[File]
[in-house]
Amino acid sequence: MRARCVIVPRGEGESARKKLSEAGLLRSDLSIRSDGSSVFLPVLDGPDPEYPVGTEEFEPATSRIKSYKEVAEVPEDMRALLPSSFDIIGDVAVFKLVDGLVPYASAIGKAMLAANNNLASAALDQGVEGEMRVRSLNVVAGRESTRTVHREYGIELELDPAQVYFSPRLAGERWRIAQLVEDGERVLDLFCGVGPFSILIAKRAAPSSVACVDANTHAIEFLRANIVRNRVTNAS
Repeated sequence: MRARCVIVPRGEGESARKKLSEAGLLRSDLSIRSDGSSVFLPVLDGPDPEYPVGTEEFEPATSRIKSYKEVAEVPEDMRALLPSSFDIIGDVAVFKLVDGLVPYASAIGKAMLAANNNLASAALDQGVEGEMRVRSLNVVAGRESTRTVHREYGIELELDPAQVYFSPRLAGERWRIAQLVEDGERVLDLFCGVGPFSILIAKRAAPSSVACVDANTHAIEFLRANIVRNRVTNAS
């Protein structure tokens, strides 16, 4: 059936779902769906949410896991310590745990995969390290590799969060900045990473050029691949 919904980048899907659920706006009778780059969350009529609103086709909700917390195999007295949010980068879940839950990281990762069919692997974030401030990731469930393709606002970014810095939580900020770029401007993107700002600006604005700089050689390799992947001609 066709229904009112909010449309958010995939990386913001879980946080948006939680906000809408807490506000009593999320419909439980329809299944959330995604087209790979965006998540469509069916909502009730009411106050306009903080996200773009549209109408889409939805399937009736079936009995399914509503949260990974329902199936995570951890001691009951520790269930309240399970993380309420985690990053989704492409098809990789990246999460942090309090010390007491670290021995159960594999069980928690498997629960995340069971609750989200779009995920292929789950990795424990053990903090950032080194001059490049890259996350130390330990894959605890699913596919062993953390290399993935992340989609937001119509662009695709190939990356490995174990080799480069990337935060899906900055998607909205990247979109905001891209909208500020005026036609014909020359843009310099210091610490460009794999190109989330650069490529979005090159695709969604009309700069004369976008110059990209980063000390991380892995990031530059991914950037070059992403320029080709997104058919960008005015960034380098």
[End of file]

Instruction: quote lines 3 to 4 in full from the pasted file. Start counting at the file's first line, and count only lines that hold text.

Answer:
Repeated sequence: MRARCVIVPRGEGESARKKLSEAGLLRSDLSIRSDGSSVFLPVLDGPDPEYPVGTEEFEPATSRIKSYKEVAEVPEDMRALLPSSFDIIGDVAVFKLVDGLVPYASAIGKAMLAANNNLASAALDQGVEGEMRVRSLNVVAGRESTRTVHREYGIELELDPAQVYFSPRLAGERWRIAQLVEDGERVLDLFCGVGPFSILIAKRAAPSSVACVDANTHAIEFLRANIVRNRVTNAS
């Protein structure tokens, strides 16, 4: 059936779902769906949410896991310590745990995969390290590799969060900045990473050029691949 919904980048899907659920706006009778780059969350009529609103086709909700917390195999007295949010980068879940839950990281990762069919692997974030401030990731469930393709606002970014810095939580900020770029401007993107700002600006604005700089050689390799992947001609 066709229904009112909010449309958010995939990386913001879980946080948006939680906000809408807490506000009593999320419909439980329809299944959330995604087209790979965006998540469509069916909502009730009411106050306009903080996200773009549209109408889409939805399937009736079936009995399914509503949260990974329902199936995570951890001691009951520790269930309240399970993380309420985690990053989704492409098809990789990246999460942090309090010390007491670290021995159960594999069980928690498997629960995340069971609750989200779009995920292929789950990795424990053990903090950032080194001059490049890259996350130390330990894959605890699913596919062993953390290399993935992340989609937001119509662009695709190939990356490995174990080799480069990337935060899906900055998607909205990247979109905001891209909208500020005026036609014909020359843009310099210091610490460009794999190109989330650069490529979005090159695709969604009309700069004369976008110059990209980063000390991380892995990031530059991914950037070059992403320029080709997104058919960008005015960034380098």